With 95% of public research carried out at member state level, comparisons with the United States and Japan do not reflect Europe’s true R&D capacity, EU Research Commissioner Janez Poto?nik told EURACTIV Turkey in an interview.
Janez Poto?nik is the EU’s science and research commissioner.
If we think about the agenda and goals of the Lisbon Strategy, how is Europe currently positioned vis-à-vis the United States and Japan?
There are some areas in which we are doing well and some areas where more needs to be done. For example, we seem to have quite a way to go before we will be investing the percentage of our wealth in R&D at the kind of levels we see in the US and Japan.
But comparisons, while useful, are not always helpful. Remember, we are 27 countries, with different languages, different scientific cultures and very different starting points. The bulk of our public research funding – about 95% – is spent at member-state level. The US and Japan are single states, with a much more homogenous scientific level across them, and much more centralised funding for science.
In the year 2006, no European won the Nobel prize, whereas in 2007 half of the winners were European. How do you see the future of
I think that 2007 was a very good year for Europe in Nobel terms! Europeans won the chemistry, physics and literature prizes and were involved in the medicine and peace prizes. And don’t forget that there are a very great number of European scientists on the International Panel on Climate Change, which shared the peace prize.
We do have many excellent scientists working here, and I’m glad that the Nobel committees recognised that in 2007. I can only hope the same will be true in 2008 and beyond! Maybe the work we are doing with the best of Europe’s scientists, through the creation of the European Research Council, will lead to some more European Nobel laureates in the future.
How do you see Turkey’s entrance to the EU from a research perspective?
For myself, I can say that it was a very clear priority for me to have Turkey as an associated country within the Research Framework Programme. I know from the experience of my own country, Slovenia, that getting involved in such programmes as early as possible, making contacts, understanding how the administration works and creating links with EU member states – this is an invaluable part of the preparation for accession to the EU.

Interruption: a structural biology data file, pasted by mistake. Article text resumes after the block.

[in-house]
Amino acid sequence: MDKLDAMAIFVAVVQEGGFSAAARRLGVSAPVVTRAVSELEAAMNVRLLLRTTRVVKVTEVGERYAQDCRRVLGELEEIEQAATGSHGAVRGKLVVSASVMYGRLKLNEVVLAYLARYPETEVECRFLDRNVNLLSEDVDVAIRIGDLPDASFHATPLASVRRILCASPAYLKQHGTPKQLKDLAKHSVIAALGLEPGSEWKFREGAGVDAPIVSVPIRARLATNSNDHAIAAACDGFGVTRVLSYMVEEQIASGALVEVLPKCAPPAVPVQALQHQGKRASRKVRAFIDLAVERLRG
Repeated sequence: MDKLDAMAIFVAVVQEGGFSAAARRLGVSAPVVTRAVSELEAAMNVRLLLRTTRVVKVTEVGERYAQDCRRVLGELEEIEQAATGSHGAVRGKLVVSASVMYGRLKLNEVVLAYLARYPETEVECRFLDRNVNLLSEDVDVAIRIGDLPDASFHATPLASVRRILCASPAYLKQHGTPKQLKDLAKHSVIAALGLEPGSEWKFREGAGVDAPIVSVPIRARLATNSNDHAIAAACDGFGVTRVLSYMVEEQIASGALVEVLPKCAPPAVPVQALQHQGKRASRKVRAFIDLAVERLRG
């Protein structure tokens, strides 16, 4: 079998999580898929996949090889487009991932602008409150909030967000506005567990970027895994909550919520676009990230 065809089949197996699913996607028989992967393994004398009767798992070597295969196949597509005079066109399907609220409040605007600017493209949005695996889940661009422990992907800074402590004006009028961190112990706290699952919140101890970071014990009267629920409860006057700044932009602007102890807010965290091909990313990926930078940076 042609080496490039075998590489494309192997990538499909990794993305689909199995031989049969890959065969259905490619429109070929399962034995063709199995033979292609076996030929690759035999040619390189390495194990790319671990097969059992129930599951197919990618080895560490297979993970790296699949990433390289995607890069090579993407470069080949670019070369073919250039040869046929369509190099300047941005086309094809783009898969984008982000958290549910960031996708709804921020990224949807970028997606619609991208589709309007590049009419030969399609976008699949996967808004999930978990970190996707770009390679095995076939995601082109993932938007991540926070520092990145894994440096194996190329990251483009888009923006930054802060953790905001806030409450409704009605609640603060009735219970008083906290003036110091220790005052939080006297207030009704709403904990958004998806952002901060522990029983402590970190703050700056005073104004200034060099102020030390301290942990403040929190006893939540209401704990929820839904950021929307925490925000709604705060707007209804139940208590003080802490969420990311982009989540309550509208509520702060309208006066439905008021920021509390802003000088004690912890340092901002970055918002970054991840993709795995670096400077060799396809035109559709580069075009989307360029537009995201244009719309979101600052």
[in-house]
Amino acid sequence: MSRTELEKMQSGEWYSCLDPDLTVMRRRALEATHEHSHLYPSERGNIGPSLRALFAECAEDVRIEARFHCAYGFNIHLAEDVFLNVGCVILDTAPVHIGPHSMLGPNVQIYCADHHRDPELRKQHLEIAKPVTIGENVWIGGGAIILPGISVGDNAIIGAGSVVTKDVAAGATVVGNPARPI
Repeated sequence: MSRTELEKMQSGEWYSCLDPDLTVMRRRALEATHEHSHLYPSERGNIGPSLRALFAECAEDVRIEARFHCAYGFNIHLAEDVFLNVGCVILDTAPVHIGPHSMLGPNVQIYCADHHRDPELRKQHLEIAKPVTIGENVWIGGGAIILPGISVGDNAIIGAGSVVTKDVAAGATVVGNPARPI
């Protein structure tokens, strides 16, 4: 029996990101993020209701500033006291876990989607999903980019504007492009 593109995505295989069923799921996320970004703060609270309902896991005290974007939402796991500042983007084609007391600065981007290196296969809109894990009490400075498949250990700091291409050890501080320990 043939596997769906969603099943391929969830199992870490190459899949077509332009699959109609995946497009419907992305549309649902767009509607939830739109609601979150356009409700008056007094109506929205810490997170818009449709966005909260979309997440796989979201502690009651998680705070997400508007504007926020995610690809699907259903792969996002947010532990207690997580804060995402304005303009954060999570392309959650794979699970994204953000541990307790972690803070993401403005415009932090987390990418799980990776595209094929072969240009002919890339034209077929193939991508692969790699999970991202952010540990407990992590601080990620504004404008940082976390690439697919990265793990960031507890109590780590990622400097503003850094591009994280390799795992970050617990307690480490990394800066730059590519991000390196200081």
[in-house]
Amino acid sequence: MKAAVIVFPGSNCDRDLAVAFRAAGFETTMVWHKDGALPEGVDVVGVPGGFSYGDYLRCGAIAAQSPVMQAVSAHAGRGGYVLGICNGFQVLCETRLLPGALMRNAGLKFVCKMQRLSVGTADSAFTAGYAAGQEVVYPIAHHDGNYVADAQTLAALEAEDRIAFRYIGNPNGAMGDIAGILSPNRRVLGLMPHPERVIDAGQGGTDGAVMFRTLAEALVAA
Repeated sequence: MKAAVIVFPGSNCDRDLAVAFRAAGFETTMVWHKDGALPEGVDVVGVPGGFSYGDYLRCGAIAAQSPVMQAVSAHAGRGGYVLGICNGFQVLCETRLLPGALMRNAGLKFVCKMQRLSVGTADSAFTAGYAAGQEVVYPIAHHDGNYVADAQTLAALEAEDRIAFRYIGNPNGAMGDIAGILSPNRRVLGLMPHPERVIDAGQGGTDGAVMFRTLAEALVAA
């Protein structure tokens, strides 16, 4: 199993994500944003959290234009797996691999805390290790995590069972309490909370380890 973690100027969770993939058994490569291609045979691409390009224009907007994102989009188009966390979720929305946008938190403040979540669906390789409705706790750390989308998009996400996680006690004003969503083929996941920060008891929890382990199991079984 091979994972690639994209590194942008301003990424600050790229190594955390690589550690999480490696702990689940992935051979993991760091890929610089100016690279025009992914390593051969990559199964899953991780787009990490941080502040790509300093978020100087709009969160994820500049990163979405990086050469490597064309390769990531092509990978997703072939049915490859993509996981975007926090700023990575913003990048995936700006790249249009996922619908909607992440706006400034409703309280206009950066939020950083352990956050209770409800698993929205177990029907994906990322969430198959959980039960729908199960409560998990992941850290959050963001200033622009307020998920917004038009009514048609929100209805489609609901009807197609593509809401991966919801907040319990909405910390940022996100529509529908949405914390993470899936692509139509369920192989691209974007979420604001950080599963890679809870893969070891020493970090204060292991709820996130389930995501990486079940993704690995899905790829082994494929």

In the year 2006, the chapter ‘Science and Research’ of the Turkish accession negotiations was opened and completed. However, it was noted that if need be ‘it can be discussed again later’. Do you think you will need to discuss the chapter again? What do you think about the progress being made by Turkey in science and research?
It is a standard approach to international negotiations that nothing is agreed until everything is agreed. This was the case when Slovenia and other countries negotiated their accession prior to 2004. I think whether the chapter needs to be reopened depends as much on how science policy progresses in the EU than on what happens in Turkey.
Obviously the main thing is to keep the channels of communication open, so you know what we’re doing and we know what you’re doing. That’s true of the whole process, not just the science side. But as I said, I’m very glad that Turkey is a part of FP7: as an associated member it is to all intents and purposes on an equal footing with the member states. That’s an important step for you.
Are there currently any common EU-Turkey science and research projects going on? Can you give any examples of those?
I don’t have a full list of the projects that Turkey is involved in as an associated country in FP7, but what I can say in general is that I was very encouraged to see that Turkey is involved in successful projects in all the different parts of the programme. This shows that very real scientific co-operation is being built up, in many scientific disciplines.
It’s particularly good to see that Turkey is involved in a number of the projects in our ‘People’ programme. As I have already said, so much of our future co-operation depends on creating good personal relationships, and staff exchanges and research fellowships are a major part of that.